Alan Lomax was the man!

oh yeah, ive been writing grant requests to get me funded for more of this work. Preserving Appalachian/Southern Musical Heritage
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Quote:
Originally Posted by rumleymusic View Post
Many are, but rarely in the popular music scene. That is because tight edits and punch ins are really only doable in a dead environment. Also, a studio gives you more control of the ambiance.

I really don't think vocal and guitar would be best served in a highly reverberant church unless you are talking renaissance mandolin and voice.
Colombia studios in NY was...a church.
Churches can sound exellent for this application, some too reverberant some are not.
You cannot know until you set foot in the room yourself.
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Originally Posted by Sheikyearbouti View Post
Sorry guys but the guitar is NOT a mono instrument. In fact neither it is a stereo instrument. The guitar is a guitar and there is something terribly wrong with such a terminology (and yes, English is not my first language).
This is correct. It is the propagation of the sound in (a particular) space which determines if we're hearing the instrument in mono or stereo.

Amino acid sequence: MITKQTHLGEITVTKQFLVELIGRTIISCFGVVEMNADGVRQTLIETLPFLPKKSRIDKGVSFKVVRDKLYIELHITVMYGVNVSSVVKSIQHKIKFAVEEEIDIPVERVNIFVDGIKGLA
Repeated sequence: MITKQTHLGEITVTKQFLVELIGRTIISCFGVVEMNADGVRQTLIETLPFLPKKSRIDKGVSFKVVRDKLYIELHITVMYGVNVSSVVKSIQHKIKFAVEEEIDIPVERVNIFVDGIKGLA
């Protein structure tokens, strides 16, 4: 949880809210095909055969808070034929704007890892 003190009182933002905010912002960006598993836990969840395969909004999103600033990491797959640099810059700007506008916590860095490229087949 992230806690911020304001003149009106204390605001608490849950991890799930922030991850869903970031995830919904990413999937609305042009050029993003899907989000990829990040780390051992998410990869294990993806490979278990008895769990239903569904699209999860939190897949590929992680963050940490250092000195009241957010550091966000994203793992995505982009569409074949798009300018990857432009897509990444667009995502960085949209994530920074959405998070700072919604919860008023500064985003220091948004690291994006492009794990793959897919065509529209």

Quote:
Yes, you can record it in mono and sometimes this makes more sense than stereo. The question which sonare and I asked is: "Why not to record it in stereo?" And I can see a point in asking this.
The question I responded to is:
"What I am curious about is why the guitar is not being recorded in stereo?"

Which presumes a lot without knowing anything.


Quote:
So the question here is: if you have 1 vocal and 1 guitar and both are mono, how would that sit in the mix? Artificial reverb or effects to fill in those huge spaces left totally empty in the mix? Could be, but for me it makes more sense to work with the natural acoustics of the room and get that.
Again, what really baffles me is that people are responding as if they know the room in question and how the performance will sound in it or even what the artist is looking for....and this statement is a perfect example.
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I'll just add - artificial stereo reproduction doesn't even come close to the real life sound clues coming from all directions when a music instrument is played and you are listening to it in real space. It is so much more than this artificial approximation called: stereo. The sound emanating from different parts of the instruments, all the reflections coming from all sides of the space, etc.